JOAN HALL - Your Existence is Not Unlike My Own

Joan Hall "Your Existence is Not Unlike My Own"

Joan Hall (b.1952, USA) is a visual artist and a professor in art at Sam Fox Center for Design and Visual Arts at Washington University in St. Louis, US. She was in Silkeborg in 2001, when this art centre showed the exhibition Paper Revisioned, marking the end of industrial paper production in Silkeborg.

The Art Centre Silkeborg Bad now invited Joan Hall to work in Silkeborg again, this time to present a solo show. For this occasion she has created a new piece, the large installation Your Existence is not Unlike My Own. The installation unfolds itself in the central column hall of the Art Centre. It is made by hand woven net, moulded, printed, painted and felted elements of paper. In a smaller room nearby our audience will find documentation for the earlier work of the artist.

Celebration of the Water

The power and the inspiration to this new installation come from a general fascination of the sea. As she expresses it herself: “Water is a powerful source that shapes our planet like a sculptor and intersects with our origins, sustains us in the present and is the key to our future.”

Personally she sailed thousand of miles in a sailing boat on the ocean. Her art work implies layers of messages and references and she combines actual experience with both ideas and specific matter. She looks upon her own work from a sculptor’s point of view and she is concerned about how form and volumes of the different objects relate to the space given.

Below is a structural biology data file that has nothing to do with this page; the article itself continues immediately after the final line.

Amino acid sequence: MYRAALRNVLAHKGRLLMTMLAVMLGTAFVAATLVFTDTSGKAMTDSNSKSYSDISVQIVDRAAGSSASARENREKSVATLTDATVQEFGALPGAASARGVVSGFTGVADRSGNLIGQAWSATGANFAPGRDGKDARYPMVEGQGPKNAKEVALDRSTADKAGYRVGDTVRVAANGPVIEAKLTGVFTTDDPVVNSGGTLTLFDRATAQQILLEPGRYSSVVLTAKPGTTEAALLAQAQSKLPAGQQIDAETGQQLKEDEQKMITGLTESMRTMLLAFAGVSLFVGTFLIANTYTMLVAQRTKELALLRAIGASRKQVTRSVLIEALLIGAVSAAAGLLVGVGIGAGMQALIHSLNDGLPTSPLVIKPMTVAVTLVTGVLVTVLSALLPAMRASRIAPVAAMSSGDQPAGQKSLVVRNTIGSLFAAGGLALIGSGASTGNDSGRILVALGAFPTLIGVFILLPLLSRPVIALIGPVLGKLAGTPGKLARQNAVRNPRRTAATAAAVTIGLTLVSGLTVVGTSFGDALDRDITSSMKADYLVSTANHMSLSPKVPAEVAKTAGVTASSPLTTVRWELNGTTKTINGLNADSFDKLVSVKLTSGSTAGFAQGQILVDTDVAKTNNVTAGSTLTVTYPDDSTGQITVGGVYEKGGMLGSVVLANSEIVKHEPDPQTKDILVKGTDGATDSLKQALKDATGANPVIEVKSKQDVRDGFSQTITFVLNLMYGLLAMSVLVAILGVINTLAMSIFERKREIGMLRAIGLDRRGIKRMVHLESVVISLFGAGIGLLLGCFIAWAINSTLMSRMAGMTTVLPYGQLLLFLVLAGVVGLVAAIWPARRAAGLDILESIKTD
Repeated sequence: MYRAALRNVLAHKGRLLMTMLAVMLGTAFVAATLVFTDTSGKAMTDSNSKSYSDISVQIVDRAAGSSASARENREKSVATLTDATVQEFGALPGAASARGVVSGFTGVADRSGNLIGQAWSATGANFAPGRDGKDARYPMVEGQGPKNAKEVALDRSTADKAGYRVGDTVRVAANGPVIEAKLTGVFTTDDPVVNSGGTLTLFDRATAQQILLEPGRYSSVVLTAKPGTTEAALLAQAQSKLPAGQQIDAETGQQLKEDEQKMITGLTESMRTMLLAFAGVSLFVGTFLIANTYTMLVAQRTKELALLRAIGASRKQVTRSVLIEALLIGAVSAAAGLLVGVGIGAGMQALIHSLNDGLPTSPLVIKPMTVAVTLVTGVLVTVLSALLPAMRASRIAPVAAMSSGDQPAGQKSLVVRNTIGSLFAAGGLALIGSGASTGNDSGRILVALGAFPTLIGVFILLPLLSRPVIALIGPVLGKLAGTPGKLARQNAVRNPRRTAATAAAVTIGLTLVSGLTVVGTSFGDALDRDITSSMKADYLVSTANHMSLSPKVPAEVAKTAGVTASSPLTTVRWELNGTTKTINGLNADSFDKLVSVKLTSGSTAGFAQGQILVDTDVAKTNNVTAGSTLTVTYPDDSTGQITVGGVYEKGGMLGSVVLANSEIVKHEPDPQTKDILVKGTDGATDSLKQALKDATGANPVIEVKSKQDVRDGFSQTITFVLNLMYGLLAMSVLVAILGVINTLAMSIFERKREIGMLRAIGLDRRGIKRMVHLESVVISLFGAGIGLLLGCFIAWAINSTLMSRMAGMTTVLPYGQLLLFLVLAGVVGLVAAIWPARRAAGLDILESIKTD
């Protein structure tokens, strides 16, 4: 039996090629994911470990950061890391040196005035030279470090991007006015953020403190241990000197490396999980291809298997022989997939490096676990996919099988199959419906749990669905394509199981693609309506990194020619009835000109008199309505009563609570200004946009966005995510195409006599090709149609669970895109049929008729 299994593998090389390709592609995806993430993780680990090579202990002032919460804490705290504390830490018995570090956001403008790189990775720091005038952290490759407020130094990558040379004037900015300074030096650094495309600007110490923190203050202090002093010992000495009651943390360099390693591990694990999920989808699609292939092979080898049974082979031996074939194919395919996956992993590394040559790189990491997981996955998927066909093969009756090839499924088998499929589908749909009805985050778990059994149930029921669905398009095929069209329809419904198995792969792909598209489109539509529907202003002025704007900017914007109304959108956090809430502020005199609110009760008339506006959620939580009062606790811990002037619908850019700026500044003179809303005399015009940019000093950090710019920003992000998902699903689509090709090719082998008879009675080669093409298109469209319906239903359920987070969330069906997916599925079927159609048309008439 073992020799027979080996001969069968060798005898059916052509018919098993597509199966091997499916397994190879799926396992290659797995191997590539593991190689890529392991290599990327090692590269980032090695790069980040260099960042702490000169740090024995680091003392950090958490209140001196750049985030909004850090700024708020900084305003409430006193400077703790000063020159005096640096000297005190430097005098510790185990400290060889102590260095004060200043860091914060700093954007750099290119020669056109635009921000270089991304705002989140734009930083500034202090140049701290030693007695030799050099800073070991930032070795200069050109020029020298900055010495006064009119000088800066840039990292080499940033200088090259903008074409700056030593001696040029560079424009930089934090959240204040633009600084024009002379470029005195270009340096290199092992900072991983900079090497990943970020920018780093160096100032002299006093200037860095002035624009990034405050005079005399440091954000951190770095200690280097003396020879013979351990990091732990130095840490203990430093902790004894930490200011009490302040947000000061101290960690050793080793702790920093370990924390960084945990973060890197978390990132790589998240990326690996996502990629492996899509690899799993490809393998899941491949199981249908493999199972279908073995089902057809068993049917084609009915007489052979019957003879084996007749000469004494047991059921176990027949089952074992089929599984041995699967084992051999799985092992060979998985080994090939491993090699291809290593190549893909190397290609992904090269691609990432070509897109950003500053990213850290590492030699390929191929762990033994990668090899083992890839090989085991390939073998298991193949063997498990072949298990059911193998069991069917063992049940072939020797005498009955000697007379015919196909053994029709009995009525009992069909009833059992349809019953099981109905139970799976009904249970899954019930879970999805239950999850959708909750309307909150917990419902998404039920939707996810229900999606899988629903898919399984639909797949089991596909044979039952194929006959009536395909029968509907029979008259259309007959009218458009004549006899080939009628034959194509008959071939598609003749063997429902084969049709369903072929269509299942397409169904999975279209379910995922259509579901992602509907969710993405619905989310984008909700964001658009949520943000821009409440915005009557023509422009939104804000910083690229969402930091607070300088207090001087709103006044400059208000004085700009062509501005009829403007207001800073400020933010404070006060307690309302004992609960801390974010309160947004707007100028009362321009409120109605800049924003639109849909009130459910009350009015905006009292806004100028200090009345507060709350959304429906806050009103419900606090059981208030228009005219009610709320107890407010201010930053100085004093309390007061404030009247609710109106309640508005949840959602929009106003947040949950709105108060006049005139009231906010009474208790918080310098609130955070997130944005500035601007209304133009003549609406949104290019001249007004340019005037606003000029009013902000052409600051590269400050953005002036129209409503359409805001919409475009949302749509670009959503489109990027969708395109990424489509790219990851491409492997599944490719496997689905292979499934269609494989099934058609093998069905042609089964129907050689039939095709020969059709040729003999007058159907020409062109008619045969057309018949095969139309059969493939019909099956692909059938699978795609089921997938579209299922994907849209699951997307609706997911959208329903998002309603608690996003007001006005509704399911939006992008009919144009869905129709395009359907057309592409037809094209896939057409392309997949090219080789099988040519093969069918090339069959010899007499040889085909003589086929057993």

Being this passionate sailor she experienced both the beauty and the power of the sea, but at the same time she points to the fragility of the nature. With this installation she calls the attention to the idea that our existence is not being so unlike the existence of the sea – in constant movement and change.

Technique and challenging tradition

Curator Janet Faber from Joslyn Museum of Art, Omaha, describe the artist’s work:

“Joan Hall’s locus is the vast sea, where flux is the only constant and nature is sublime in every aspect. She employs the power of suggestion, using little imagery, relying instead upon color, texture and light to imply such natural phenomena as water, wind, current and wave. This she accomplishes through nearly sculptural installations of works that are neither truly drawing nor printmaking, but use paper as both medium and support. Influenced by Japanese techniques for producing a variety of exquisite, gossamer paper Hall makes her own sheets, preparing pulp from natural fibers. She adds color by tinting and uses acrylic to create a shifting sensation of transparency [..] Her multi-layered works hint at the depths of the seas, encouraging and then obscuring views into the mysteries that lie below. She negates any traditional sense of perspective, much as the waters themselves offer no obvious navigational clues other than the endless line of the horizon.“